The Korey Stringer Institute (KSI) released its most recent report which provides an overview of state-level policies regarding sudden death and catastrophic injuries in high school sports. Since their sustained efforts to strengthen these policies across the country, 38 states have passed legislative changes or changes to the State High School Athletic Association to improve this baseline. These remarkable advances are reported in the latest KSI guidance document. published in The American Journal of Sports Medicine in August 2021.
It is no coincidence that three-quarters of states have adopted changes in just three years. This national movement towards stricter safety rules was prompted by the work of Team Up for Sports Safety (TUFSS), a KSI-led initiative to propel the adoption of high school sports policies that have been proven to work. reduce the incidence of catastrophic sports injuries. The rapid and widespread success of TUFSS has been fueled by support from the National Football League Foundation and the National Athletic Trainers’ Association as well as numerous private donors.
A state-by-state approach
As part of the TUFSS initiative, KSI holds meetings in states and invites sports leaders from local high schools, healthcare providers, healthcare professionals and policy makers to strike up a conversation aimed at fueling the adoption of health and safety policies that improve the well-being of the student-athlete high school. Through the implementation of policies and procedures recommended by the TUFSS, schools can be well prepared for catastrophic injury, thereby helping to reduce the risk of athlete death from sudden cardiac arrest, head trauma, body heatstroke. effort and sickle to the effort.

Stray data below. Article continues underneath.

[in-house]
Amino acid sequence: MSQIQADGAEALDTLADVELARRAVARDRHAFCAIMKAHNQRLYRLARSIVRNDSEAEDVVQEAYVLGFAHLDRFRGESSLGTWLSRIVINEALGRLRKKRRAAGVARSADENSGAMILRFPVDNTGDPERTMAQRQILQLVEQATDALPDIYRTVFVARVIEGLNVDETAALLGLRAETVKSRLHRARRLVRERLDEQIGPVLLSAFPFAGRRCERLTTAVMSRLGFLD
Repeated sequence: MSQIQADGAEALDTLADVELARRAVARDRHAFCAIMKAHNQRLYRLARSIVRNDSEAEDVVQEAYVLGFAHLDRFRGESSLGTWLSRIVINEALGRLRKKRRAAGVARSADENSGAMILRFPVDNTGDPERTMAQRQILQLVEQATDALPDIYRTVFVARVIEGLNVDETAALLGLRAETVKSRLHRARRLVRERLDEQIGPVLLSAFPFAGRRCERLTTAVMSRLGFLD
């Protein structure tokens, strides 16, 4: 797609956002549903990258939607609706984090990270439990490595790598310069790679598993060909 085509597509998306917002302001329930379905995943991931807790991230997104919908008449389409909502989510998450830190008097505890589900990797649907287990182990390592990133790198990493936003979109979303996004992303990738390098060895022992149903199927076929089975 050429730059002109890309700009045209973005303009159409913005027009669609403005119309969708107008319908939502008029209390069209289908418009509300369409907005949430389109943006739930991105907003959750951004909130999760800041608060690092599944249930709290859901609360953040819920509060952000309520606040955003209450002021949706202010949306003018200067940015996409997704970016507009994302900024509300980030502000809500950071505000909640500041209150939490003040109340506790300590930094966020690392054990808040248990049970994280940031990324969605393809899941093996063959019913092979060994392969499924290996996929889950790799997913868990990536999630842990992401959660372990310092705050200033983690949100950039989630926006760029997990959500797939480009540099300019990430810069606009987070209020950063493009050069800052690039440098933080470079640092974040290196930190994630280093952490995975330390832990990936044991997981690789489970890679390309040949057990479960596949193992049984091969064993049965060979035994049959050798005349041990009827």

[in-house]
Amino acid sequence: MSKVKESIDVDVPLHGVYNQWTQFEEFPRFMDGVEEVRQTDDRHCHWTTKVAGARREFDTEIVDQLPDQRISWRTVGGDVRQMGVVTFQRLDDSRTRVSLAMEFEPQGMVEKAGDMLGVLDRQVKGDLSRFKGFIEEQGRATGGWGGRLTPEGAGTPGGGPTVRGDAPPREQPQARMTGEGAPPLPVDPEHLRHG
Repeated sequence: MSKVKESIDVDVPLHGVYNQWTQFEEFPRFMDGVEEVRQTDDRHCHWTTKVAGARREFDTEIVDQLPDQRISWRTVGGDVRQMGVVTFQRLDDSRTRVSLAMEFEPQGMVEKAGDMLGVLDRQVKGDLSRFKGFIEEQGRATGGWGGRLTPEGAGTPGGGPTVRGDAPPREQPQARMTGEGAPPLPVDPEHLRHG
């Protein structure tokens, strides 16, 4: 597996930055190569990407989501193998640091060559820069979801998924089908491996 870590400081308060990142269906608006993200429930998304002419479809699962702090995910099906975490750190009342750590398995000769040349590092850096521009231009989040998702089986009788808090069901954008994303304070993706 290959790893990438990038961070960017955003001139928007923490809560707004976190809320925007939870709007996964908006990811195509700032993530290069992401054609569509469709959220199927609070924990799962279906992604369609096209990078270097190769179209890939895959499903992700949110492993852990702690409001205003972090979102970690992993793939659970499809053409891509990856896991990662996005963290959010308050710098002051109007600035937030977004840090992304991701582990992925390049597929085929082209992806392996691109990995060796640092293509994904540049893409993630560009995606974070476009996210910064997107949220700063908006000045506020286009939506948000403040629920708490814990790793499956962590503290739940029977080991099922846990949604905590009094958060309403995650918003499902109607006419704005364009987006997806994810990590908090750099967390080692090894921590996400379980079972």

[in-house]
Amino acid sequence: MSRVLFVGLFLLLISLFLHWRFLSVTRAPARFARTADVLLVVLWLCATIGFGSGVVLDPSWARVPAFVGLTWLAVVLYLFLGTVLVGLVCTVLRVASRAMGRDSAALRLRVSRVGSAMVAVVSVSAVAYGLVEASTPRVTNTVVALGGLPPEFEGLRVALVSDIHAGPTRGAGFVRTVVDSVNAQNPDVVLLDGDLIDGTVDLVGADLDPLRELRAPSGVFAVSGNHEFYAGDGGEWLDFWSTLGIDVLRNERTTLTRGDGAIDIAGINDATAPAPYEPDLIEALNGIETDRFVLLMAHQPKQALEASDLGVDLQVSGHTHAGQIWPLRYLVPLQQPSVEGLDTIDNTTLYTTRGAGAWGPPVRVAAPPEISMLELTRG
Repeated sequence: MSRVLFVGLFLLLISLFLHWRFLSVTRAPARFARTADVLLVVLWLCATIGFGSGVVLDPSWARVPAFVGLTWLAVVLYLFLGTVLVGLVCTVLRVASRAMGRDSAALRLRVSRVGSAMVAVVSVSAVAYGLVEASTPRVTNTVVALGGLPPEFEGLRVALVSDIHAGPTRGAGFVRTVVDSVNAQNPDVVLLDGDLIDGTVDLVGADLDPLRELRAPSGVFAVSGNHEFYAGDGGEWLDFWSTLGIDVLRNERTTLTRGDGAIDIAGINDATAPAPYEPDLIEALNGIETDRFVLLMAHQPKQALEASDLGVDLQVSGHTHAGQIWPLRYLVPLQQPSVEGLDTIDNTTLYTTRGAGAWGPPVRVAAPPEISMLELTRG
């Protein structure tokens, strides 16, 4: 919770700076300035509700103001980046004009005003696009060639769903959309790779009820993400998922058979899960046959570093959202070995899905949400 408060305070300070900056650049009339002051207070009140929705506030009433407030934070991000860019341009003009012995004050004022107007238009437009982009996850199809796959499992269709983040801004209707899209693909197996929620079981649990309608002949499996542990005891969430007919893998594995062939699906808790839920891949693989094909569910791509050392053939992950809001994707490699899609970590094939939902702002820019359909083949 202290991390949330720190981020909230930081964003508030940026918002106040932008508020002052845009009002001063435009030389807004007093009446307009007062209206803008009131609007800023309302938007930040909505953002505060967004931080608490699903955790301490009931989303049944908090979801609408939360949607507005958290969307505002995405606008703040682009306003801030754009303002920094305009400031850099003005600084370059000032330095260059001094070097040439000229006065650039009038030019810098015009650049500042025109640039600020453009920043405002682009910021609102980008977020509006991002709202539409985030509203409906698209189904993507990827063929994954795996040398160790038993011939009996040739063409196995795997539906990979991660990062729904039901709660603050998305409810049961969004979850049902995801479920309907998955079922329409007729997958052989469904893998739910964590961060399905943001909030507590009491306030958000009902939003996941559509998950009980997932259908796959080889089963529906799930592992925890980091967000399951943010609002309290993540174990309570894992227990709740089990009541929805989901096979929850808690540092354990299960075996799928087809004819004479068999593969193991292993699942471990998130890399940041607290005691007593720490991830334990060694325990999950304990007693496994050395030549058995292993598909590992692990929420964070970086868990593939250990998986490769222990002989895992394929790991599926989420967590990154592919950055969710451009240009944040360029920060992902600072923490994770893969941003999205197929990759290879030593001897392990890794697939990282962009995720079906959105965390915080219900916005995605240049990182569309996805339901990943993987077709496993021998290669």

“We decided to take a state-based approach and make it a really focused and individualized approach for states,” said Rebecca Stearns, COO of KSI and Director of TUFSS.
The goal of each meeting is to come away with a policy document that policymakers can use to guide the implementation of new regulations – changes that can take the form of laws, executive actions, rule changes or changes. ‘other organizational reforms.
“In the past three years, the top five rated states were all states visited by TUFSS,” Stearns said. “We are proud of the fact that these are the states that have seen the greatest increase in scores over the past three years. In addition, none of the states in the bottom five have yet hosted a TUFSS meeting.”
Research, advocacy and education
The Korey Stringer Institute takes its name and inspiration from Korey Stringer, an offensive lineman for the Minnesota Vikings who died of exercise heatstroke in 2001. In an effort to prevent further fatalities from exertional heatstroke, Stringer’s widow Kelci was associated with exertional heatstroke. expert Dr Douglas Casa at the University of Connecticut to form KSI, which was launched in April 2010. KSI’s mission is to provide research, education, advocacy and consultation to maximize performance , optimize safety and prevent sudden death for the athlete, the fighter and the worker.
The NFL and the NFL Foundation have been strong supporters of KSI’s work since its founding, providing funding and support for various initiatives, including the Athletic Coaching Grants Program, which has provided funding to public high schools with football programs with limited or no access to a track and field coach.
Going forward, TUFSS will visit all 50 states, the District of Columbia and Puerto Rico with the goal of ensuring that common sense guidelines to protect the health of high school athletes are in place in every U.S. jurisdiction. As standards continue to improve across the country, KSI hopes other states will follow the lead of governments that have already implemented changes.